© Hvino News   |  DRINK GEORGIAN!
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Thursday, October 9, 2014

Seven rare wines of Georgia

by Cory Greenberg

09.10.2014. With the traditional wine harvest festival of Rtveli just behind us, this season’s grapes are engaged in their yearly pilgrimage from vine to cellar to bottle to glass, and finally to our blood stream. As the country’s most notable product, as well as an integral part of the culture, cuisine and society as a whole, any visitor, residence holder or native can attest there is a lot of wine making and drinking going on in Georgia.

However, despite the small geographic size of the country, there is an, almost unbelievable number and variety of grapes produced here. From rich dark reds, that appear jet black in a glass (and purple on your lips), to crystal clear whites that could act like a prism for light, and everything in between. Because of this, even seasoned oenophiles may find themselves slightly out of their depth when it comes to the nuances of certain vintages and varieties, as well as delicious food pairing that the wines may accentuate.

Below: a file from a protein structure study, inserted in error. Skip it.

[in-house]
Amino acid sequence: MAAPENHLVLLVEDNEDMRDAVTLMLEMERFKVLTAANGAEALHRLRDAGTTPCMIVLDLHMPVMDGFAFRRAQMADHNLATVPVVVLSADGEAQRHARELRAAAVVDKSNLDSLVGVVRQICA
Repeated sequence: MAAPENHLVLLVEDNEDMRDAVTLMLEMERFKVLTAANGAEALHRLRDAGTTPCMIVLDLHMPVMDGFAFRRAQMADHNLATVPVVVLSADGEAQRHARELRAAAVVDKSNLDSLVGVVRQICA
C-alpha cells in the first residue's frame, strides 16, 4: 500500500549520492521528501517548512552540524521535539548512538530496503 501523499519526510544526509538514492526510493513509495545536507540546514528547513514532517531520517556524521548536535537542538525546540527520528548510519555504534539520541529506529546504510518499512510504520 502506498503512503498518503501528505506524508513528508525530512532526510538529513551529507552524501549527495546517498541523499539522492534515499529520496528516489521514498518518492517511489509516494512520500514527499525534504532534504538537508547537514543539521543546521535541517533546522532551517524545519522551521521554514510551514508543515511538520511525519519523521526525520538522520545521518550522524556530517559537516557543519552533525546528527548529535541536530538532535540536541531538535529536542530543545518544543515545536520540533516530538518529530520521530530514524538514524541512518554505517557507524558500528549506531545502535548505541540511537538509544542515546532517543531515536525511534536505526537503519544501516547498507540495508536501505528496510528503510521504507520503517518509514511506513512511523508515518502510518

While I myself am not a noted wine enthusiast, I took upon my shoulders the atlasian job of relating to you some of the most unique types of Georgian wines available. As you might imagine, this meant I had the duty, the responsibility to imbibe as many different varieties of Georgian wine I could find on a Sunday afternoon, to achieve this end, I enlisted the help of the wine experts at Vinoteca on Leselidze [street name in Tbilisi - HN] who regaled me with their selection and expertise.